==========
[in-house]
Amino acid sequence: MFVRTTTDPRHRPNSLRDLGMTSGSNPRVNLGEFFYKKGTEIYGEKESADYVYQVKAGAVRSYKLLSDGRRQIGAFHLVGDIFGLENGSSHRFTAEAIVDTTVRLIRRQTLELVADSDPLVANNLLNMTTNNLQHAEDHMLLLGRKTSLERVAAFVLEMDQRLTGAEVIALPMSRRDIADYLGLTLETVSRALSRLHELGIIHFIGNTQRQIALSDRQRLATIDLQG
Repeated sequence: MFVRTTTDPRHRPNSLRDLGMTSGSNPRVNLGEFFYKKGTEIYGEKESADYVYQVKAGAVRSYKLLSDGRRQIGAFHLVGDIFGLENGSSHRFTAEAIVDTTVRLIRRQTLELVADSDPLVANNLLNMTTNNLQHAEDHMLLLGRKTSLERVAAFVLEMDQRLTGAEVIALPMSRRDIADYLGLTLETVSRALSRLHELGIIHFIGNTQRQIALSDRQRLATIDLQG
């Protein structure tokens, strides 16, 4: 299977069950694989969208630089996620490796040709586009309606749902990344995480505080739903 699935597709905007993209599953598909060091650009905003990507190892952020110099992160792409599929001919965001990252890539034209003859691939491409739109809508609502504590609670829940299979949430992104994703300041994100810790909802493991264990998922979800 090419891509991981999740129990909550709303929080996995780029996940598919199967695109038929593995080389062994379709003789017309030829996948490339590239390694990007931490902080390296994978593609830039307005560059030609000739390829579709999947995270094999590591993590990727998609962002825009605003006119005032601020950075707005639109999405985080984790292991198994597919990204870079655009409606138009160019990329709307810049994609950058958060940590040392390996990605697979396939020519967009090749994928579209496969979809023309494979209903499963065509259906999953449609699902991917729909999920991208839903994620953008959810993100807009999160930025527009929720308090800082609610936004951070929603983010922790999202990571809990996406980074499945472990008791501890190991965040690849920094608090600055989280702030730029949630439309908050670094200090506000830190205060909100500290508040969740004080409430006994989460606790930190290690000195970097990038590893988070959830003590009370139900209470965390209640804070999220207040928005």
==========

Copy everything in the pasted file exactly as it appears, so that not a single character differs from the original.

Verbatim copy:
[in-house]
Amino acid sequence: MFVRTTTDPRHRPNSLRDLGMTSGSNPRVNLGEFFYKKGTEIYGEKESADYVYQVKAGAVRSYKLLSDGRRQIGAFHLVGDIFGLENGSSHRFTAEAIVDTTVRLIRRQTLELVADSDPLVANNLLNMTTNNLQHAEDHMLLLGRKTSLERVAAFVLEMDQRLTGAEVIALPMSRRDIADYLGLTLETVSRALSRLHELGIIHFIGNTQRQIALSDRQRLATIDLQG
Repeated sequence: MFVRTTTDPRHRPNSLRDLGMTSGSNPRVNLGEFFYKKGTEIYGEKESADYVYQVKAGAVRSYKLLSDGRRQIGAFHLVGDIFGLENGSSHRFTAEAIVDTTVRLIRRQTLELVADSDPLVANNLLNMTTNNLQHAEDHMLLLGRKTSLERVAAFVLEMDQRLTGAEVIALPMSRRDIADYLGLTLETVSRALSRLHELGIIHFIGNTQRQIALSDRQRLATIDLQG
């Protein structure tokens, strides 16, 4: 299977069950694989969208630089996620490796040709586009309606749902990344995480505080739903 699935597709905007993209599953598909060091650009905003990507190892952020110099992160792409599929001919965001990252890539034209003859691939491409739109809508609502504590609670829940299979949430992104994703300041994100810790909802493991264990998922979800 090419891509991981999740129990909550709303929080996995780029996940598919199967695109038929593995080389062994379709003789017309030829996948490339590239390694990007931490902080390296994978593609830039307005560059030609000739390829579709999947995270094999590591993590990727998609962002825009605003006119005032601020950075707005639109999405985080984790292991198994597919990204870079655009409606138009160019990329709307810049994609950058958060940590040392390996990605697979396939020519967009090749994928579209496969979809023309494979209903499963065509259906999953449609699902991917729909999920991208839903994620953008959810993100807009999160930025527009929720308090800082609610936004951070929603983010922790999202990571809990996406980074499945472990008791501890190991965040690849920094608090600055989280702030730029949630439309908050670094200090506000830190205060909100500290508040969740004080409430006994989460606790930190290690000195970097990038590893988070959830003590009370139900209470965390209640804070999220207040928005």